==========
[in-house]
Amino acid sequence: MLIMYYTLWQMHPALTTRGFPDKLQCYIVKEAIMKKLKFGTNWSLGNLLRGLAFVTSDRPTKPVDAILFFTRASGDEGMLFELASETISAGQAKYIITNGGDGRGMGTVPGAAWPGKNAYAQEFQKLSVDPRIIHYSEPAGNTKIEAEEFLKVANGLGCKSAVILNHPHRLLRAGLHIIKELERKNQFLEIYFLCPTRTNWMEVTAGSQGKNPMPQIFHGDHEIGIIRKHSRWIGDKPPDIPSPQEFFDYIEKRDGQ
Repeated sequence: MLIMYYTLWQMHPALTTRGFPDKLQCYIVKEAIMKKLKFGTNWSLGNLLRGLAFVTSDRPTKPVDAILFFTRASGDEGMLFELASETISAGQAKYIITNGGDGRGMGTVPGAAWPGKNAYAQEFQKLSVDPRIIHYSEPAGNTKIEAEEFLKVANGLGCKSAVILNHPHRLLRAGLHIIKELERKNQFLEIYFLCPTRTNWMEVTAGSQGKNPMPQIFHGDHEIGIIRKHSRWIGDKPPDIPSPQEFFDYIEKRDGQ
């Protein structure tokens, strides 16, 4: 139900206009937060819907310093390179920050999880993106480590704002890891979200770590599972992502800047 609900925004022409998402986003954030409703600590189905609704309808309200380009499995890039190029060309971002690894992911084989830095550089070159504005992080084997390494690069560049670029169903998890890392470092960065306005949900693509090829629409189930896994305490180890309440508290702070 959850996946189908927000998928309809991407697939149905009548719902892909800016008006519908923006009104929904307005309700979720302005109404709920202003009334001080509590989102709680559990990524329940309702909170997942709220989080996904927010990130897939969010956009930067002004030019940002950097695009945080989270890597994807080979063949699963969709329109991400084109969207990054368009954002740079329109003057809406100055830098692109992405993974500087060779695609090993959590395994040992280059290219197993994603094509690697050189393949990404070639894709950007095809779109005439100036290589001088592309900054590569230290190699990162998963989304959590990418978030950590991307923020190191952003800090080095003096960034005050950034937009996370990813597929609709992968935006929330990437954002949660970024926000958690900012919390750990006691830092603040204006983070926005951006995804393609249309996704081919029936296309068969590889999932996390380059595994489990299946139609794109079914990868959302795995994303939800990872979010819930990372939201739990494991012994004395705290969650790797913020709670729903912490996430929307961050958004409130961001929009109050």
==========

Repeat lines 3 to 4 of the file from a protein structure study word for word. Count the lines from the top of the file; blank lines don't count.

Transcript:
Repeated sequence: MLIMYYTLWQMHPALTTRGFPDKLQCYIVKEAIMKKLKFGTNWSLGNLLRGLAFVTSDRPTKPVDAILFFTRASGDEGMLFELASETISAGQAKYIITNGGDGRGMGTVPGAAWPGKNAYAQEFQKLSVDPRIIHYSEPAGNTKIEAEEFLKVANGLGCKSAVILNHPHRLLRAGLHIIKELERKNQFLEIYFLCPTRTNWMEVTAGSQGKNPMPQIFHGDHEIGIIRKHSRWIGDKPPDIPSPQEFFDYIEKRDGQ
């Protein structure tokens, strides 16, 4: 139900206009937060819907310093390179920050999880993106480590704002890891979200770590599972992502800047 609900925004022409998402986003954030409703600590189905609704309808309200380009499995890039190029060309971002690894992911084989830095550089070159504005992080084997390494690069560049670029169903998890890392470092960065306005949900693509090829629409189930896994305490180890309440508290702070 959850996946189908927000998928309809991407697939149905009548719902892909800016008006519908923006009104929904307005309700979720302005109404709920202003009334001080509590989102709680559990990524329940309702909170997942709220989080996904927010990130897939969010956009930067002004030019940002950097695009945080989270890597994807080979063949699963969709329109991400084109969207990054368009954002740079329109003057809406100055830098692109992405993974500087060779695609090993959590395994040992280059290219197993994603094509690697050189393949990404070639894709950007095809779109005439100036290589001088592309900054590569230290190699990162998963989304959590990418978030950590991307923020190191952003800090080095003096960034005050950034937009996370990813597929609709992968935006929330990437954002949660970024926000958690900012919390750990006691830092603040204006983070926005951006995804393609249309996704081919029936296309068969590889999932996390380059595994489990299946139609794109079914990868959302795995994303939800990872979010819930990372939201739990494991012994004395705290969650790797913020709670729903912490996430929307961050958004409130961001929009109050």